Question: Our irrigation system is on a timer and when the sprinkler system runs through all the zones it leaves “rust stains” on our sidewalk and the side of our house.
Is there any type of simple irrigation water treatment we can add to our sprinkler system to stop or reduce the rust? Karin, Oviedo, Florida
Answer: The rust from your irrigation water is usually caused by iron in the water. I’m familiar with the problem as I have the same “rust water” issue.
The problem can be solved or greatly reduced with the installation of an irrigation water treatment system that will inject a chemical to “bind” the iron in the water.
In our area of Florida these irrigation or sprinkler treatment systems can be purchased and installed for an initial cost of about $150. Above the initial cost there is the ongoing cost for chemicals which run us at the moment about $20-25 per month. Most hardware stores have them.
Treating the Irrigation Water
The treatment “setup” is simple. The water is first analyzed to find out how much iron is in the water and how much chemical is needed to “cure” the problem.
A plastic tank is installed near the irrigation pump – ours is 30 gallons. This tank will hold the chemical which comes in 1 gallon plastic containers (Rid-O-Rust) and mixed at the rate of 1 gallon of Rid-O-Rust to 30 gallons of water.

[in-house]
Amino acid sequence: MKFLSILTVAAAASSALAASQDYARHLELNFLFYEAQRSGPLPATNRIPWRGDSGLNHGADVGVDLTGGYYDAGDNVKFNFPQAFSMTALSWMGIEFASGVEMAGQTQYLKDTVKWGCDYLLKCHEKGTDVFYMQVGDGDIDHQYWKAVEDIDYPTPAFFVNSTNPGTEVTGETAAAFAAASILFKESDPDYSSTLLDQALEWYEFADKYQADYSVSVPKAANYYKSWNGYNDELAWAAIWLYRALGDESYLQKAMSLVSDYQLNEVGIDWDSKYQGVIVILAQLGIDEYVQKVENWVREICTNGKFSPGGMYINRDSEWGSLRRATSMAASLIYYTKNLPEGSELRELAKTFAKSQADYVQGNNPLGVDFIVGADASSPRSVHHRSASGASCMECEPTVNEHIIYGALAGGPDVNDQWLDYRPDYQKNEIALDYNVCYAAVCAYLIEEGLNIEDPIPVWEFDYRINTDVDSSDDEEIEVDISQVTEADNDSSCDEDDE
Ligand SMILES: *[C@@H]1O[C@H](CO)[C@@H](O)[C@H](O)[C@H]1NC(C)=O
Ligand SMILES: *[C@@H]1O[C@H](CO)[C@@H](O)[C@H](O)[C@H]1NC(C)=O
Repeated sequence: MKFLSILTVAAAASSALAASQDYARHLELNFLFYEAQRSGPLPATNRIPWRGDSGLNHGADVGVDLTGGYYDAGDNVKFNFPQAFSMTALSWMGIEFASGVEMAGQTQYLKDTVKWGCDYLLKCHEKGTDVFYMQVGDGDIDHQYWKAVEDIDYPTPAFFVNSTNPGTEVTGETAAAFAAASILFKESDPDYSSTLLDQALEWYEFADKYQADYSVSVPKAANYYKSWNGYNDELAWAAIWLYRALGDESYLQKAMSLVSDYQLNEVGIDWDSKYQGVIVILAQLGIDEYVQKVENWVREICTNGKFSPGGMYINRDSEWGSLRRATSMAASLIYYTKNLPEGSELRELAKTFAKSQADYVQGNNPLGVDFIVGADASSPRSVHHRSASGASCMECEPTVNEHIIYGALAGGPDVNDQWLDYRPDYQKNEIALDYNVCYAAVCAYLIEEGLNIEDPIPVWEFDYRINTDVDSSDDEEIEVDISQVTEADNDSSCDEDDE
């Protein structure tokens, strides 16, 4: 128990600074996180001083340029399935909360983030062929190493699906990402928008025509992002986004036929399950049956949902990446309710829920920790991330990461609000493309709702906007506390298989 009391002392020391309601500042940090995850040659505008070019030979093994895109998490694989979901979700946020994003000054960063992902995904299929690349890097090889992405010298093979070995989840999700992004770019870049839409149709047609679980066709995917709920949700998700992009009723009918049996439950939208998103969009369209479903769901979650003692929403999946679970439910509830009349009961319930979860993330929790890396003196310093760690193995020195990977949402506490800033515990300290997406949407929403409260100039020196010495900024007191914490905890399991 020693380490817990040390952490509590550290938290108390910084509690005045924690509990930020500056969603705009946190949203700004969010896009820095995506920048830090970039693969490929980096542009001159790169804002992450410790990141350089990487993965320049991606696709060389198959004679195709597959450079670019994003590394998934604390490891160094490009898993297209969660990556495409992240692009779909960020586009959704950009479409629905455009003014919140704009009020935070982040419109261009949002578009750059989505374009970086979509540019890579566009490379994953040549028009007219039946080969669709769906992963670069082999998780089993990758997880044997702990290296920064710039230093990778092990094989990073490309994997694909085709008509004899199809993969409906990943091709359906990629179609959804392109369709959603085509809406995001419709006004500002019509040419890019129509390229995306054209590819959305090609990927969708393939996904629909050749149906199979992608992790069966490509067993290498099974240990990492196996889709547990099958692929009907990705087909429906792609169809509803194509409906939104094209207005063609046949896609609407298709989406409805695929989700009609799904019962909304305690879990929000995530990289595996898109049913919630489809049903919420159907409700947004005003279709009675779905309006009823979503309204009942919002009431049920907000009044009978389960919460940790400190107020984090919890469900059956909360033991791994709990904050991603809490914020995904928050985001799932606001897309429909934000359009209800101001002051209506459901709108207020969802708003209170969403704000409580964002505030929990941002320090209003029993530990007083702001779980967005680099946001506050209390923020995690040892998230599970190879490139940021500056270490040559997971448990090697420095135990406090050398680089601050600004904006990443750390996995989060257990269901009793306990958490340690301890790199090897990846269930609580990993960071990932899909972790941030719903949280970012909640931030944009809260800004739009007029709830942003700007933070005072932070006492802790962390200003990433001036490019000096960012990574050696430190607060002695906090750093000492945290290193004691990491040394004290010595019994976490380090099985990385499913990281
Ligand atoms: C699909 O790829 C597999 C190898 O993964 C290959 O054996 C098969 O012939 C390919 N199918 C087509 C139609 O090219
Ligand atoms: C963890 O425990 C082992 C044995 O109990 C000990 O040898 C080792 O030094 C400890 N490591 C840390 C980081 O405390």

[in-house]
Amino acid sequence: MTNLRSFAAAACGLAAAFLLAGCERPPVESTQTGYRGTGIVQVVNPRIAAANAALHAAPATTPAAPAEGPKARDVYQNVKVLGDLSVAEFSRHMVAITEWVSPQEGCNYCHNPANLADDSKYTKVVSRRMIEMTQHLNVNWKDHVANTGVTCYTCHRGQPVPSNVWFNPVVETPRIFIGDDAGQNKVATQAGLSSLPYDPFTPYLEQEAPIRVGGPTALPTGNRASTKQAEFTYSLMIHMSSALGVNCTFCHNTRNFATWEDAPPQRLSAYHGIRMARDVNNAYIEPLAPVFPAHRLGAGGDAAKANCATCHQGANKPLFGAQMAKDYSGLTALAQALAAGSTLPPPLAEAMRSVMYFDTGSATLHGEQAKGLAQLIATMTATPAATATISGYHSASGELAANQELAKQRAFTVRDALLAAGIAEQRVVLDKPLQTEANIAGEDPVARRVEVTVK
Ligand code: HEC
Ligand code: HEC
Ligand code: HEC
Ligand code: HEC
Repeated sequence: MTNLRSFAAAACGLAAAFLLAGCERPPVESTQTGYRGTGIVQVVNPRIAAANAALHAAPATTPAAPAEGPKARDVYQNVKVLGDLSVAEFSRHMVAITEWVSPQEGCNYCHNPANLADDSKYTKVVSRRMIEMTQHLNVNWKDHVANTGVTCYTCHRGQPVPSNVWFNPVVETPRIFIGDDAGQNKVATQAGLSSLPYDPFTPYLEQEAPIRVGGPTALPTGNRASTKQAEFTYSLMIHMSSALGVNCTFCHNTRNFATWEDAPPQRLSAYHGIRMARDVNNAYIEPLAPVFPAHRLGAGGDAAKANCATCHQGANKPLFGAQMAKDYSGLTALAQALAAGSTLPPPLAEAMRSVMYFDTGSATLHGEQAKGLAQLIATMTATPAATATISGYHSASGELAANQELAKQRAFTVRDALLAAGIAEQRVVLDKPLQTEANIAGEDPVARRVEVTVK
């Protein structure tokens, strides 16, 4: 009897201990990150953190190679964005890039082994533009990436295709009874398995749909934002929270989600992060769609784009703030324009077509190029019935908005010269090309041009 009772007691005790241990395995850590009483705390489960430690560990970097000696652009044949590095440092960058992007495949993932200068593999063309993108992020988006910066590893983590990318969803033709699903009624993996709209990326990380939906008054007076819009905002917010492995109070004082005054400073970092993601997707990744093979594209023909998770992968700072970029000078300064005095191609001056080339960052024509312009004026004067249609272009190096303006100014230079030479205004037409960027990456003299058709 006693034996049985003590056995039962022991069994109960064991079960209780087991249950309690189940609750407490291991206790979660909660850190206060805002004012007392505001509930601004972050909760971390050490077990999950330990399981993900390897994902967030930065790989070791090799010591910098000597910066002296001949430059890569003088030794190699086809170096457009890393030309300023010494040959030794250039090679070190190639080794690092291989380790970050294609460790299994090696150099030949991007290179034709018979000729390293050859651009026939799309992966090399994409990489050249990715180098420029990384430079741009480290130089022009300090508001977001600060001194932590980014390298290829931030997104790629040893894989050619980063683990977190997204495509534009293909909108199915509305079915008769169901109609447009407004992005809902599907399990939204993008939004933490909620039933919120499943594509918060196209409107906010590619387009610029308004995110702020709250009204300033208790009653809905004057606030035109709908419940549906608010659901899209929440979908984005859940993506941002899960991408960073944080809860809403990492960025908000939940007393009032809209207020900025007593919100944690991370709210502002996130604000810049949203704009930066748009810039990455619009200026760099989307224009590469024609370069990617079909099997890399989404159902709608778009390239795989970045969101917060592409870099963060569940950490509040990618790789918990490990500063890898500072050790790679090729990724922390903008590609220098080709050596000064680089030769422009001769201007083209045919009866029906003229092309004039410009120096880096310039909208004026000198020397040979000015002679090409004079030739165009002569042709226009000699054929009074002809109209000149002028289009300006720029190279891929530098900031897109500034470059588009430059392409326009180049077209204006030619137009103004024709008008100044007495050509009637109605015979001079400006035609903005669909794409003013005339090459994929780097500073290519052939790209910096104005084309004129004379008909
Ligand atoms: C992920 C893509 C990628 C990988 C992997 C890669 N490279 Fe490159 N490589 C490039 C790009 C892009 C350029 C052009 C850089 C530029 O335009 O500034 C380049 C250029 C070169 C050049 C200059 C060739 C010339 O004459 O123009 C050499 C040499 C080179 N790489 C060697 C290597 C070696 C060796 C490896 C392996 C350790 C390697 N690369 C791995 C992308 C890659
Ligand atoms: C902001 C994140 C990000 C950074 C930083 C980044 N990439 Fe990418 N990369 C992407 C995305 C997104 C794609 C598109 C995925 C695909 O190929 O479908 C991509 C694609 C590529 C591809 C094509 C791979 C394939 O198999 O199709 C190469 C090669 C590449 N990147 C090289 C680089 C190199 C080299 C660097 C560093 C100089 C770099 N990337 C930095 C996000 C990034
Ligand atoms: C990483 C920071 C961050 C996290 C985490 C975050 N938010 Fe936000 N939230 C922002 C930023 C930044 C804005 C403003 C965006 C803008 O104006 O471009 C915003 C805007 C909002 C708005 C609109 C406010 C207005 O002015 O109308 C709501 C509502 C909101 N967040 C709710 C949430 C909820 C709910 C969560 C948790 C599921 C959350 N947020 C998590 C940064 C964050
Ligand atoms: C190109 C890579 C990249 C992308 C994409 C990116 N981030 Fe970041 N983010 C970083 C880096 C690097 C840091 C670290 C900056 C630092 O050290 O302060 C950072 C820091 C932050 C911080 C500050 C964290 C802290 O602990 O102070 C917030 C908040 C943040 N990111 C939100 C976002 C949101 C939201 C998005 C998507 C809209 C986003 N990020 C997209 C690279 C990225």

A small meter is placed between the tank and the irrigation pump along with a pipe connecting the tank to the suction side of the sprinkler pump.
As the irrigation system pushes water to each zone and sprinkler, the chemical is “pulled” from the tank and through the meter, treating the water as it moves through the underground pipes and out through the sprinklers.
Treating the irrigation water is a breeze with this design and layout, which is clean, simple and automatic. No clogging of sprinklers, nothing to make repairs on, no filters to worry about.
We even add liquid fertilizer to the treatment system so the iron is handled and the lawn and landscape gets fertilized with a small amount of fertilizer with every watering. In fact, it is one of the first additions we added to our home.
The only real “maintenance” is keeping the tank filled with water and chemical which is a – once every 4-6 week process that takes about 10 minutes. Highly worth it compared to the rust on the house, and the thought of painting as the only other “removal” option.